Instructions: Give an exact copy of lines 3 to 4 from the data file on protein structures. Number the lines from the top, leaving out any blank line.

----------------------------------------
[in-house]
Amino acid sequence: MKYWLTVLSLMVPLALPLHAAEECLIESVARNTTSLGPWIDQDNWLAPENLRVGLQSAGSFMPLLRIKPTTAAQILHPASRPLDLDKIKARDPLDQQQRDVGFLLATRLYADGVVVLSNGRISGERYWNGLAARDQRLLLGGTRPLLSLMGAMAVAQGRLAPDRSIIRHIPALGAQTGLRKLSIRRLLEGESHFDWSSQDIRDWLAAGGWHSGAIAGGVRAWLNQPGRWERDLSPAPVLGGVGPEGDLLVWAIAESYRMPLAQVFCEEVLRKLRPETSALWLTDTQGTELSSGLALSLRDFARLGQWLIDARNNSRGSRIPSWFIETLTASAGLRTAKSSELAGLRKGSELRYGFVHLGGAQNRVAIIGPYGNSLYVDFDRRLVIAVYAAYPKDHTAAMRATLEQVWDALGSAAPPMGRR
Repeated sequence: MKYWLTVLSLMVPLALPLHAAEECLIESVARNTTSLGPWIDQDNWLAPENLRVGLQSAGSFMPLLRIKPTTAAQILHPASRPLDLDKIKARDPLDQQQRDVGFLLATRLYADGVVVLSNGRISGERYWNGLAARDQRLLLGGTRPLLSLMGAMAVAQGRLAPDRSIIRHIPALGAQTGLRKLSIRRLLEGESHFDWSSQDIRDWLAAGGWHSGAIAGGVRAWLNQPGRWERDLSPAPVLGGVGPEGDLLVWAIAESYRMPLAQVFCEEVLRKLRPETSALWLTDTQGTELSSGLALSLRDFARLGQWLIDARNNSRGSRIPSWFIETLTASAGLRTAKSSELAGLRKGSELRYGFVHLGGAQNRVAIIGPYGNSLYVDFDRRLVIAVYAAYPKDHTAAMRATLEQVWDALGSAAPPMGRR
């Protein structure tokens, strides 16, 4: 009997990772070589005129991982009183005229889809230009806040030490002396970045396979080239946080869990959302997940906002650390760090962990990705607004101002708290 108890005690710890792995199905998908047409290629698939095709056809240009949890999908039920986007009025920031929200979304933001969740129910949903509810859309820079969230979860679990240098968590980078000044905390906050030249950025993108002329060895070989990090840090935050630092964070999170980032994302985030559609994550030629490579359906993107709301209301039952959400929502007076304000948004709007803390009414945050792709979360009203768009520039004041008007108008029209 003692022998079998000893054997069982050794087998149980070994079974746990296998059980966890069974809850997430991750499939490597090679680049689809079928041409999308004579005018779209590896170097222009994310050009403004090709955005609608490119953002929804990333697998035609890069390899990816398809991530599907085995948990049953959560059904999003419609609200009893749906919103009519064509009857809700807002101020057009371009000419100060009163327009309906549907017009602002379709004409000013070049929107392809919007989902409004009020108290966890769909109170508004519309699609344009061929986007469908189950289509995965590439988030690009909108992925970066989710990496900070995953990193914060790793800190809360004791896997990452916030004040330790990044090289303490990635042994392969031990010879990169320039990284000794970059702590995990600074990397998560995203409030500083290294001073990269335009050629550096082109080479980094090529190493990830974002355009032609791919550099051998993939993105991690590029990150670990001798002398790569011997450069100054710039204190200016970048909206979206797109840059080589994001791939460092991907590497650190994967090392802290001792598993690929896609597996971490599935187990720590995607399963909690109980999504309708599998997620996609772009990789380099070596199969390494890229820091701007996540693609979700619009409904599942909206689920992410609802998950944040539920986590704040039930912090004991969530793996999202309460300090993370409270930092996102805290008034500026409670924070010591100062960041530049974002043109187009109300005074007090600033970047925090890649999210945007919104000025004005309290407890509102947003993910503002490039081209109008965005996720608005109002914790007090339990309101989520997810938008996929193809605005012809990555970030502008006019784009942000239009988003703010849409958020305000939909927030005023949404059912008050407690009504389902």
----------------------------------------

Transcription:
Repeated sequence: MKYWLTVLSLMVPLALPLHAAEECLIESVARNTTSLGPWIDQDNWLAPENLRVGLQSAGSFMPLLRIKPTTAAQILHPASRPLDLDKIKARDPLDQQQRDVGFLLATRLYADGVVVLSNGRISGERYWNGLAARDQRLLLGGTRPLLSLMGAMAVAQGRLAPDRSIIRHIPALGAQTGLRKLSIRRLLEGESHFDWSSQDIRDWLAAGGWHSGAIAGGVRAWLNQPGRWERDLSPAPVLGGVGPEGDLLVWAIAESYRMPLAQVFCEEVLRKLRPETSALWLTDTQGTELSSGLALSLRDFARLGQWLIDARNNSRGSRIPSWFIETLTASAGLRTAKSSELAGLRKGSELRYGFVHLGGAQNRVAIIGPYGNSLYVDFDRRLVIAVYAAYPKDHTAAMRATLEQVWDALGSAAPPMGRR
């Protein structure tokens, strides 16, 4: 009997990772070589005129991982009183005229889809230009806040030490002396970045396979080239946080869990959302997940906002650390760090962990990705607004101002708290 108890005690710890792995199905998908047409290629698939095709056809240009949890999908039920986007009025920031929200979304933001969740129910949903509810859309820079969230979860679990240098968590980078000044905390906050030249950025993108002329060895070989990090840090935050630092964070999170980032994302985030559609994550030629490579359906993107709301209301039952959400929502007076304000948004709007803390009414945050792709979360009203768009520039004041008007108008029209 003692022998079998000893054997069982050794087998149980070994079974746990296998059980966890069974809850997430991750499939490597090679680049689809079928041409999308004579005018779209590896170097222009994310050009403004090709955005609608490119953002929804990333697998035609890069390899990816398809991530599907085995948990049953959560059904999003419609609200009893749906919103009519064509009857809700807002101020057009371009000419100060009163327009309906549907017009602002379709004409000013070049929107392809919007989902409004009020108290966890769909109170508004519309699609344009061929986007469908189950289509995965590439988030690009909108992925970066989710990496900070995953990193914060790793800190809360004791896997990452916030004040330790990044090289303490990635042994392969031990010879990169320039990284000794970059702590995990600074990397998560995203409030500083290294001073990269335009050629550096082109080479980094090529190493990830974002355009032609791919550099051998993939993105991690590029990150670990001798002398790569011997450069100054710039204190200016970048909206979206797109840059080589994001791939460092991907590497650190994967090392802290001792598993690929896609597996971490599935187990720590995607399963909690109980999504309708599998997620996609772009990789380099070596199969390494890229820091701007996540693609979700619009409904599942909206689920992410609802998950944040539920986590704040039930912090004991969530793996999202309460300090993370409270930092996102805290008034500026409670924070010591100062960041530049974002043109187009109300005074007090600033970047925090890649999210945007919104000025004005309290407890509102947003993910503002490039081209109008965005996720608005109002914790007090339990309101989520997810938008996929193809605005012809990555970030502008006019784009942000239009988003703010849409958020305000939909927030005023949404059912008050407690009504389902």